Discussions between investors and forest rights-holders have resulted in new guidance for investments that can create a ‘triple win’ of returns for investors, livelihood security for local communities and protection for forests.
Land is cheap and is perceived to be abundant in Africa. A scramble for its land, following the food and fuel crisis three years ago, is on. European and North American companies have been acquiring land to grow export and biofuel crops and to supply their need for pulp and paper. Now they’re being joined by newly emerging economies – in particular Brazil, India and China – which are also increasingly acquiring large tracts of land and searching for other natural resources, in particular water and minerals.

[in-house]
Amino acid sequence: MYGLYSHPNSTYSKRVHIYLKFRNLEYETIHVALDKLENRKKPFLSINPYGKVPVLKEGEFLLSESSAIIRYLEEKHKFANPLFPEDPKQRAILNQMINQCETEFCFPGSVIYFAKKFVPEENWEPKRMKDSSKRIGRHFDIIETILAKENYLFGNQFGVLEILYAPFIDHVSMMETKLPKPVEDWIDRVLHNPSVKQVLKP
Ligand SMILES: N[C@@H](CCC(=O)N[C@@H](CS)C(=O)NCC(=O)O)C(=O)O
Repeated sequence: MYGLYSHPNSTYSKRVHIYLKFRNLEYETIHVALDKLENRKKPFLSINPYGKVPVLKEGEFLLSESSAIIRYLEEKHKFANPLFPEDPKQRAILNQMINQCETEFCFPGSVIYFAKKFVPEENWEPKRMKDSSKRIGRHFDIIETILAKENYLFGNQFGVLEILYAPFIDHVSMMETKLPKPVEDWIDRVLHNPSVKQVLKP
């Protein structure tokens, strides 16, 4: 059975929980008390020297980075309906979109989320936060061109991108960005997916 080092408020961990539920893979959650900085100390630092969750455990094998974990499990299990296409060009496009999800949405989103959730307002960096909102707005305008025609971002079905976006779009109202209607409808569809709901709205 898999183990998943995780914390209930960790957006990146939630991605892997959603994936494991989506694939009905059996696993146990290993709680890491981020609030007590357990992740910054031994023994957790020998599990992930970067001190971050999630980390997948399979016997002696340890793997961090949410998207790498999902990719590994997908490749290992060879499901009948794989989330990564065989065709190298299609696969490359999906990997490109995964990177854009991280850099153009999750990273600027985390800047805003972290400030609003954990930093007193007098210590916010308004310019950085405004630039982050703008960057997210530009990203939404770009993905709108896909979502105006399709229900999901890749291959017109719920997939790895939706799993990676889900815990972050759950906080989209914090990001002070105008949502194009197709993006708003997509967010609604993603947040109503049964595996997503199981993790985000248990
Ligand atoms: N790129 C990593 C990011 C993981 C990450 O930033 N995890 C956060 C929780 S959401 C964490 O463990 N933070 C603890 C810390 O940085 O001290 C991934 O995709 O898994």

Rising demand for the dominant form of renewable energy worldwide – wood – could drive yet more acquisitions of land in developing countries where food insecurity is rising and land rights are weak, say researchers at IIED.